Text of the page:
Dry Yeast Starter?

Homebrew Talk - Beer, Wine, Mead, & Cider Brewing Discussion Forum

Help Support Homebrew Talk:

c8h12n4o3

Well-Known Member
Joined
Dec 27, 2007
Messages
67
Reaction score
3
Location
Medford
I've read some conflicting information in the forums. Some say, don't make a starter for dry yeast? Some say do. Is this a bucket vs carboy type argument?
 

mikeysab

Well-Known Member
Joined
Aug 30, 2009
Messages
4,355
Reaction score
566
Location
staten island
i think some people say don't use a starter with dry yeast because dry is so cheap and contains more cells than liquid yeast. But like everything else, you'll get many different schools of thought on this one. A lot of people say always use a starter because it ensures yeast viability, which is a good reason to make one. Then there's people that make starters because it keeps costs down. I'm in the middle of building a stir starter, so I'm going to use starters from now on. I just switched to a 20 gallon BK, and I"m going to be making 12 to 15 gallon batches, so it just makes more sense to build my army rather than buy it. Hope any of that helps
 

malkore

Well-Known Member
Joined
Jun 15, 2007
Messages
6,924
Reaction score
53
Location
Nebraska
No, there are definite reasons to, or not to.

Most of the time, your typical 10gram (give or take) will have sufficient colonies that you need no starter. There are benefits to rehydrating, or proofing the yeast. And some brands like Fermentis have some specific instructions on rehydrating their strains for pitching.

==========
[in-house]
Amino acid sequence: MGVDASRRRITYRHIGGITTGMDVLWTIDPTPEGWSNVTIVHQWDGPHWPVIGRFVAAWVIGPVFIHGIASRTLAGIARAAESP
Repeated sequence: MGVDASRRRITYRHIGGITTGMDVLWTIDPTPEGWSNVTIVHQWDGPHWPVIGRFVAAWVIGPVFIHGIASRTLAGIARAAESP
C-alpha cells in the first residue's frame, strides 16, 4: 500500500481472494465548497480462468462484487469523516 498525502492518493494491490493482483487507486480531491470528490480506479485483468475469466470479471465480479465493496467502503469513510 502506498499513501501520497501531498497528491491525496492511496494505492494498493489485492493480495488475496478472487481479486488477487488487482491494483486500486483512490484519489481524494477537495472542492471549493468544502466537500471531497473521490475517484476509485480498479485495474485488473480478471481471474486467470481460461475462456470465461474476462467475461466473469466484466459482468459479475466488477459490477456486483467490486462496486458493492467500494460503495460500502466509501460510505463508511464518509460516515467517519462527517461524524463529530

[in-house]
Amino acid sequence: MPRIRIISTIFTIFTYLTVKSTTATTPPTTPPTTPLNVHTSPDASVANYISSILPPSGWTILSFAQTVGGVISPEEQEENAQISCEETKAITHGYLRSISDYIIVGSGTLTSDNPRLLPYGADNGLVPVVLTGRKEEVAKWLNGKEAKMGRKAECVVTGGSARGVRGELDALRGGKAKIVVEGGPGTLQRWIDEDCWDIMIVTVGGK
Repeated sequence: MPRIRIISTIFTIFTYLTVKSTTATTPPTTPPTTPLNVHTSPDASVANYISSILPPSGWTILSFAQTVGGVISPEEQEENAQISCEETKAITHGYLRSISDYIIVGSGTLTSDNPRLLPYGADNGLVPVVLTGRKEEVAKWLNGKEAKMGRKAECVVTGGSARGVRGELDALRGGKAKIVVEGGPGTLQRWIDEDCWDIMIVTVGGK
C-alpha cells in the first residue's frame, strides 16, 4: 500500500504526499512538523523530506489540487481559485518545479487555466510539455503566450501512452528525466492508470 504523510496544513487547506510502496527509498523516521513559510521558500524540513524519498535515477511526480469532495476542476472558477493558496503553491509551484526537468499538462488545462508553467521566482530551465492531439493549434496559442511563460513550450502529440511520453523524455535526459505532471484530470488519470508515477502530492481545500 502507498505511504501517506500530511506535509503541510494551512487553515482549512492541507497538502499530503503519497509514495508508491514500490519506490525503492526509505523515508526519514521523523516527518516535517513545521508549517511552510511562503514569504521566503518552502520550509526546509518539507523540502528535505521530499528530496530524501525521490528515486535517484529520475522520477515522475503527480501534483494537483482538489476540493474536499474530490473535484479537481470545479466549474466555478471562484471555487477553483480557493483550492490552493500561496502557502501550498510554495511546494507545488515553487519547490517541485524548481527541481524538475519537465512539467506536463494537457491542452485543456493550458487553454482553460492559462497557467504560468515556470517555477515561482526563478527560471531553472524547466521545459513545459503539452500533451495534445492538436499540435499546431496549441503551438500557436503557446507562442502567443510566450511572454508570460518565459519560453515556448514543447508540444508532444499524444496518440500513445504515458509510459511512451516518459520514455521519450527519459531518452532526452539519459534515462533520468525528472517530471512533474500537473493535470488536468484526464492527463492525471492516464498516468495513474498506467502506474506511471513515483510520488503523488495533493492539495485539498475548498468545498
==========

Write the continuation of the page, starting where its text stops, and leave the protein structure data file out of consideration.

That said, if you were brewing something big, you could do a starter, or simply pitch two packets. Depends on the price...nottingham is cheap but my LHBS wants almost 7 bucks for some of the fermentis strains.

when in doubt, hit www.mrmalty.com and use the yeast pitching calculator. its good for dry and liquid calculations.

My personal experience: I've been dry pitching, then oxygenating for a while now, and have noted acetyladehyde in most of my beers. I'm going to change things up, so my two cents would be to hydrate with plain, sanitized water first, with some yeast nutrient, oxygenate the wort, then pitch...making sure you're pitching an optimal amount.

Follow that up with rigid fermentation temperature control, and that should eliminate 'yeast' as the problem in any beer you make that develops an off-flavor. But hopefully your beers will come out perfect :)
 

JNye

Well-Known Member
Joined
Mar 27, 2010
Messages
608
Reaction score
13
Location
Lansing, IL
from MrMalty.com

Some exciting work has been done on dry yeast lately. Reports are coming in of better quality, cleaner dry yeast. Personally, I really prefer the liquid yeasts, but the lure of dry yeast is strong. The biggest benefit is that it is cheap and does not require a starter. In fact, with most dry yeasts, placing them in a starter would just deplete the reserves that the yeast manufacturer worked so hard to build into the yeast. Most dry yeast has an average cell density of 20 billion cells per gram. You would need about 9.5 grams of dry yeast if you were pitching into 5.5 gallons of 1.048 wort to get the proper cell counts. (Recently there have been other numbers mentioned for cells/gram of dry yeast and folks have asked me why I believe there are 20 billion cells. I've actually done cell counts on dry yeast and they're always 20 billion per gram +/- less than a billion. Dr. Clayton Cone has also stated that there are 20 billion per gram, and other folks I trust tell me that 20 billion is correct. Until I see something different, practical experience tells me this number is correct.) For dry yeasts, just do a proper rehydration in tap water, do not do a starter.
http://www.mrmalty.com/pitching.php
 
OP
c8h12n4o3

c8h12n4o3

Well-Known Member
Joined
Dec 27, 2007
Messages
67
Reaction score
3
Location
Medford
Thanks guys. Mrmalty.com is a pretty cool site. When I first began brewing, I think fermentation tempurature was something I ignored. Until i build a cooler, I think I'll give the swamp cooler a couple of trys.
 
Top